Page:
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Judge Orders Archdiocese To Release Records

Archdiocese of St. Louis chancery.
(St. Louis Public Radio)
Archdiocese of St. Louis chancery.

Updated Jan. 13, 2014:

The legal back-and-forth over the release of the names to the plaintiff continues. The state Supreme Court today blocked the Archdiocese from having to comply with Dierker’s order until further notice.

Updated Jan. 10, 2014:

In a one-page order released today, Judge Dierker ordered the Archdiocese to release the requested items by 2 p.m. Monday, Jan. 13. The Archdiocese already plans to appeal a ruling from Judge Glenn Norton that ordered Dierker to set the new deadline.

Updated Jan. 9, 2014:

The Missouri Court of Appeals has denied the Archdiocese's request to permanently block the release of the records to the plaintiff, and ordered Judge Robert Dierker to set a new deadline for releasing the information.

Judge Glenn A. Norton wrote in his two-page order that the Archdiocese of St. Louis, "while deserving due respect, must be treated the same as any other litigant." 


Norton also wrote thatDierker's Dec. 31 order properly addressed privacy concerns, and that the information requested by the plaintiff was relevant to her case.

In an emailed statement, the Archdiocese said it would immediately appeal Judge Norton's decision.

"The Archdiocese attempted to limit the scope of the order to protect the privacy rights of all involved, including victim who had never expressed desire to be part of public litigation," the statement continued. "The fact that the appeal was initially granted shows how difficult this issue is for all involved, the parties and the courts. We respect the trial court’s efforts to build mechanisms to address these challenging issues, but we continue to disagree that an unprecedented invasion of third parties’ lives is warranted."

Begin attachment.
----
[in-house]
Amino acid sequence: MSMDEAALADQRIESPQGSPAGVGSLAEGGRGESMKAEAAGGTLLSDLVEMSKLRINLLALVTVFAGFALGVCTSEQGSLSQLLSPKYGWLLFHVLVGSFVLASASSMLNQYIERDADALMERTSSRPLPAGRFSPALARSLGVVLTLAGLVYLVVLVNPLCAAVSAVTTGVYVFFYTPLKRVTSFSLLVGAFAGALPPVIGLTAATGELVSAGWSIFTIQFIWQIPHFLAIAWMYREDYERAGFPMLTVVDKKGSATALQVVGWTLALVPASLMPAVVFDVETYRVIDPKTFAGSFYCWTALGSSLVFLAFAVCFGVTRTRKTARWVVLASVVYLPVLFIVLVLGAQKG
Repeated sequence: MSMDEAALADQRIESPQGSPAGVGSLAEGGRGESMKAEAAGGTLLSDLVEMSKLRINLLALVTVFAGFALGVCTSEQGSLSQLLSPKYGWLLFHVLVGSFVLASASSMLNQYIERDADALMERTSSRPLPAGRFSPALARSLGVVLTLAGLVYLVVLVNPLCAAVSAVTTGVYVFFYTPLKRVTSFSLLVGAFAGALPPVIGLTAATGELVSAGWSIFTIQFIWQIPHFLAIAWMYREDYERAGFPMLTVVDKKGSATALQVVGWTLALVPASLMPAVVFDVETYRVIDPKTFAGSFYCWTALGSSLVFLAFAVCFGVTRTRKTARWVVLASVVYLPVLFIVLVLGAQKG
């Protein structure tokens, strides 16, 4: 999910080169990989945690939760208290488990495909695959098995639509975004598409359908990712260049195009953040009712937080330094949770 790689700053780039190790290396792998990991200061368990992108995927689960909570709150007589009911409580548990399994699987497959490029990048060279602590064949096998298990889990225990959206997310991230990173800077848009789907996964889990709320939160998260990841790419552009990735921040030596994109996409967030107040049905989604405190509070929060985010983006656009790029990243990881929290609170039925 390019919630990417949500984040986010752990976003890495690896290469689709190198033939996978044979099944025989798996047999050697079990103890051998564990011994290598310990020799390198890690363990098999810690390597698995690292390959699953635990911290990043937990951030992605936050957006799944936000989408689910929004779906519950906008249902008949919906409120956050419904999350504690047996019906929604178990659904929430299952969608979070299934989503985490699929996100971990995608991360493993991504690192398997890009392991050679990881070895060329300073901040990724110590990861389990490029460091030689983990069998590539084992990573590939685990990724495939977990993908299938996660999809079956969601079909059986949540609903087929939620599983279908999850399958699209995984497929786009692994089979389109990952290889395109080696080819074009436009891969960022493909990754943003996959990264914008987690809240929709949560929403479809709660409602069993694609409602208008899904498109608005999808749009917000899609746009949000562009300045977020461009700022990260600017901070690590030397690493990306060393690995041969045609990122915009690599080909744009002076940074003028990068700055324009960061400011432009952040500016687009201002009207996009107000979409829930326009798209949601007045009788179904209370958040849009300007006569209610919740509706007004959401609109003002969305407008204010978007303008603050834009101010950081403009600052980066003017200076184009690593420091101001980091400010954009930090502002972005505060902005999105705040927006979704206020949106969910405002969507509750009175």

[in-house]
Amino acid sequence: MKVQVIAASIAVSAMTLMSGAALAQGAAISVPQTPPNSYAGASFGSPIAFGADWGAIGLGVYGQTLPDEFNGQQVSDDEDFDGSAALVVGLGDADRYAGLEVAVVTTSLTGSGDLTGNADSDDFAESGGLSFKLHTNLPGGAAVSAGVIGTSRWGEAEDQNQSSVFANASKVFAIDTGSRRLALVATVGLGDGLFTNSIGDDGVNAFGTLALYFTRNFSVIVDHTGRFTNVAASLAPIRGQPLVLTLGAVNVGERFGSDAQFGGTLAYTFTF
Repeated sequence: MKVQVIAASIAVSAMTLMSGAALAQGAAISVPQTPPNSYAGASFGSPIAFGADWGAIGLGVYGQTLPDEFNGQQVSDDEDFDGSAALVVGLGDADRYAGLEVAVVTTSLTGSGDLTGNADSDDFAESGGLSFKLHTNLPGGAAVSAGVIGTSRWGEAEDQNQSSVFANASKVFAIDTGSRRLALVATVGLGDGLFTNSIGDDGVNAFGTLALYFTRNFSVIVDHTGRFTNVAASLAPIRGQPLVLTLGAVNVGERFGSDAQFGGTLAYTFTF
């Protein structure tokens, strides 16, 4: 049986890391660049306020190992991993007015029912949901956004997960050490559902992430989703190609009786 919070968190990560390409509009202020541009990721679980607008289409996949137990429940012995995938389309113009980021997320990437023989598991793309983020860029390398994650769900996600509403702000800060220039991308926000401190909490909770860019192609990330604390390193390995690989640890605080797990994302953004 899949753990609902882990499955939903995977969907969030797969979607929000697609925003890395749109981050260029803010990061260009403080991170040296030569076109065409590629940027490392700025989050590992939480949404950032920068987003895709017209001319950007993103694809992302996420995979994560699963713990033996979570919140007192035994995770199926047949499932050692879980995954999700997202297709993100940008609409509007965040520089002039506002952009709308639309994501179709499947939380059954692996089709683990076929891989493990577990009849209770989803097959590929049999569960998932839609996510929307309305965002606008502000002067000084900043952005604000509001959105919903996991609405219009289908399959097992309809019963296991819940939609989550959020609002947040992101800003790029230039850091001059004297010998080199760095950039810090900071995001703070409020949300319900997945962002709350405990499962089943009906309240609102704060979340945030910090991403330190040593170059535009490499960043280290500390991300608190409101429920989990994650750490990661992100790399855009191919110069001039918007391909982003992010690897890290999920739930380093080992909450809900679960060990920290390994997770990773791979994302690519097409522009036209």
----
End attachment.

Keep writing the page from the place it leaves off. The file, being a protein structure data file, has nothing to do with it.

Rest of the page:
Updated Jan. 3, 2014:

The Missouri Court of Appeals has granted the Archdiocese a delay in releasing the information to the plaintiff.

"Judge Dierker's 13-page Order clearly shows that these are very complicated issues," the Archdiocese said in a statement. "[We] will continue to work within the judicial process toward a resolution to this lawsuit which is rooted in the truth and fairness to all involved."

In his own statement, David Clohessy, the director of Survivors Network of Those Abused by Priests, called it "sad" that Archbishop Robert Carlson would continue to spend the "generous donations of his flock to pay lawyers, protect predators, endanger kids, maintain secrecy and cause more delays for the brave 20 year old woman who was sexually assaulted by a priest and is seeking justice."

Our earlier story:

A judge is giving the Archdiocese of St. Louis until Friday to turn over documents requested in a sexual abuse case or face sanctions.

In a ruling Tuesday, St. Louis Circuit Court Judge Robert Dierker ordered the limited release of the names and locations of clergy proven, admitted or credibly accused of child sex abuse in the diocese.

The records, which will not be made public, pertain to a suit claiming the diocese intentionally failed to protect a young girl who was abused by formerly convicted priest Joseph Ross.

Ross was later defrocked by the Roman Catholic Church.

Dierker’s order is narrower in scope than what was originally requested by the prosecution six months ago, by excluding non-clergy records.

Yet David Clohessy, the director of the Survivors Network of those Abused by Priests, says the ruling is important because it is critical for victims to prove they were put in harm’s way.

"It’s not enough just to say 'this priest molested this girl,'" Clohessy said. "The girl also has to prove that church officials knew he was dangerous, put him in her parish without warning anybody and did this kind of deceitful maneuver time and time and time again."

Dierker’s order also creates a special master to oversee the process of the disclosure of the documents.

The archdiocese must pay for that special master, as well as the attorney fees connected to discovery of the records.

In a statement a spokesman with the archdiocese said officials would review the court order. 

The court trial for the case is scheduled for next month.

Rachel is the justice correspondent at St. Louis Public Radio.
Maria is the newscast, business and education editor for St. Louis Public Radio.